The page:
One of the most effective ways for lawyers to develop business is to cultivate ‘top of mind’ awareness; to make contact with people before they need a lawyer. One of the ways to do this is through social media. If I ‘hang out’ with you on a regular basis, if we get to know each other through conversation, if we interact with one another, if you see me providing help to others, you are more likely to remember me. Bottom line: When the time comes that you need a lawyer or someone you know needs a lawyer, you’ll think of me.
Nobody Really Reads Legal Blogs, Right?
Ok, so what about legal blogs? Do people ‘read’ legal blogs? Do they seek them out or search for them? Probably not. But people do look for information about their legal problem on the internet. Well-written, frequently updated blogs that speak to the information potential clients are most interested in will get found.
Perhaps a potential client doesn’t even know he has a legal problem. Perhaps she initially thinks she can handle the problem herself or find a form online to let her do what she wants to do. The potential client searches the internet and comes to a page that discusses the client’s exact problem and explains what the client needs to do. Maybe it even discusses reasons why people who don’t hire a lawyer end up with even bigger problems on their hands. Armed with this information, the potential client now decides it might be worthwhile to talk to a lawyer. If the site where this potential client is getting their information is written by a lawyer – who do you think that potential client is going to call?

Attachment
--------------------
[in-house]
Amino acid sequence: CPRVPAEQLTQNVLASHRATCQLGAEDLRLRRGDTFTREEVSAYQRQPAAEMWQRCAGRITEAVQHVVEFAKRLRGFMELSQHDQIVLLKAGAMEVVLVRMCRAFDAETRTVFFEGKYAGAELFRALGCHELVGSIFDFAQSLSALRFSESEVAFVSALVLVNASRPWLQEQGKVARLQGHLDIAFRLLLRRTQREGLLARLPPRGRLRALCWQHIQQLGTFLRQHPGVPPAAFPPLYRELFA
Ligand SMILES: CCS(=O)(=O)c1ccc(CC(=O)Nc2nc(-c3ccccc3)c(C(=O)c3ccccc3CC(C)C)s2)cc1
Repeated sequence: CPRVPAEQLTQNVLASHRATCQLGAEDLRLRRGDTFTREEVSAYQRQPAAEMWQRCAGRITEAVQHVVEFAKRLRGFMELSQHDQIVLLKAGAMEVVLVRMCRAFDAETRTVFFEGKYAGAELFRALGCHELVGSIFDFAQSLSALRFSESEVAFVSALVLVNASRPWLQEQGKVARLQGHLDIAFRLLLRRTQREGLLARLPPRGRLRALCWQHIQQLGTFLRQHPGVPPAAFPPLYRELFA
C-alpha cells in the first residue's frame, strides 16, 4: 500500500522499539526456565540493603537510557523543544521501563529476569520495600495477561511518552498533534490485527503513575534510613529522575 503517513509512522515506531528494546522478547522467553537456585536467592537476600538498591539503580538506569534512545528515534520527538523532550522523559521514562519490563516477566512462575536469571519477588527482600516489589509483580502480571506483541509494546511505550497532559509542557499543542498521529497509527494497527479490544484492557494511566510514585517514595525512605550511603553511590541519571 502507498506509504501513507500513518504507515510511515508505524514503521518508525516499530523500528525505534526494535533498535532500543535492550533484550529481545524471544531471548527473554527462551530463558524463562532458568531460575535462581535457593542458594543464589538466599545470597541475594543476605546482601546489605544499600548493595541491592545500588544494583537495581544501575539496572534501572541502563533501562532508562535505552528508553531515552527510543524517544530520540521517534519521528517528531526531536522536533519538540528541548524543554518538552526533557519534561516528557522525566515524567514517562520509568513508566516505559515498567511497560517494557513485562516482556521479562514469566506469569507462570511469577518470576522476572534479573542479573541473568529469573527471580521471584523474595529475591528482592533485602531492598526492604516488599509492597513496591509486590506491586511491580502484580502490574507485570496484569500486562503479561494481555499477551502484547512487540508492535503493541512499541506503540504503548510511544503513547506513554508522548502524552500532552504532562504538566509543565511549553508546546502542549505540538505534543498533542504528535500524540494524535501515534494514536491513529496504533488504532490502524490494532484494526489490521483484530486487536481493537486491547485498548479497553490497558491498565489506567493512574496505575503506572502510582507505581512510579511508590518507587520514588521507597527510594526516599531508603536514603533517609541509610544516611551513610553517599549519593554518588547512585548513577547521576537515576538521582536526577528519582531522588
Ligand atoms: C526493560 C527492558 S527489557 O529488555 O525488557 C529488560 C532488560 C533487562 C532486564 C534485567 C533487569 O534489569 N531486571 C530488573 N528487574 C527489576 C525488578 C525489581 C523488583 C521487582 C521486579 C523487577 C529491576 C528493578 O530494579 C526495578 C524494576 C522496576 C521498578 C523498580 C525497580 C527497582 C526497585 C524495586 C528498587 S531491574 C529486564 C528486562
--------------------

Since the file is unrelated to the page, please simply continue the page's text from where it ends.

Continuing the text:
It doesn’t matter that the potential client doesn’t “read” legal blogs – they may not even know what a legal blog is or that the site where they got all of their great information was actually a lawyer blog. What matters is that they received valuable information as a result of their internet search. The information established the lawyer's expertise without a sales pitch.
The other way lots of potential clients make decisions about the lawyer they are going to hire is by researching the lawyer once they have already received a referral. A lawyer with a static, typical lawyer website is going to be at a huge disadvantage against a lawyer that has a blog which is packed with information about the client’s problems, potential solutions, frequently asked questions, up to date information, etc. – not to mention that the Google search on a lawyer who participates in social media is likely to bring up a ton of other references to that lawyer and their expertise.
Finally, as Reid Trautz pointed out in his presentation at Techshow, consider the amount of time spent driving to networking or bar association events, attending the event itself, driving home, and then following up (if you even bother to do that) afterwards. How much of that kind of time needs to be invested to establish referral relationships? How often? How many people can you reach at any given event?
The Lasting Impact of Blogs and Links
Of course, networking and other offline business building activities are important, but online activities can often reach a wider audience more consistently in less time. A blog post stays on the internet and can continue to keep building your credibility and offering value to potential clients long after it is written. Links to that post can appear elsewhere on the internet and can be leveraged over time. The same post can provide information over and over to a number of different people at different times without any additional effort.
Don’t dismiss legal blogs and social media – they can be valuable business development tools.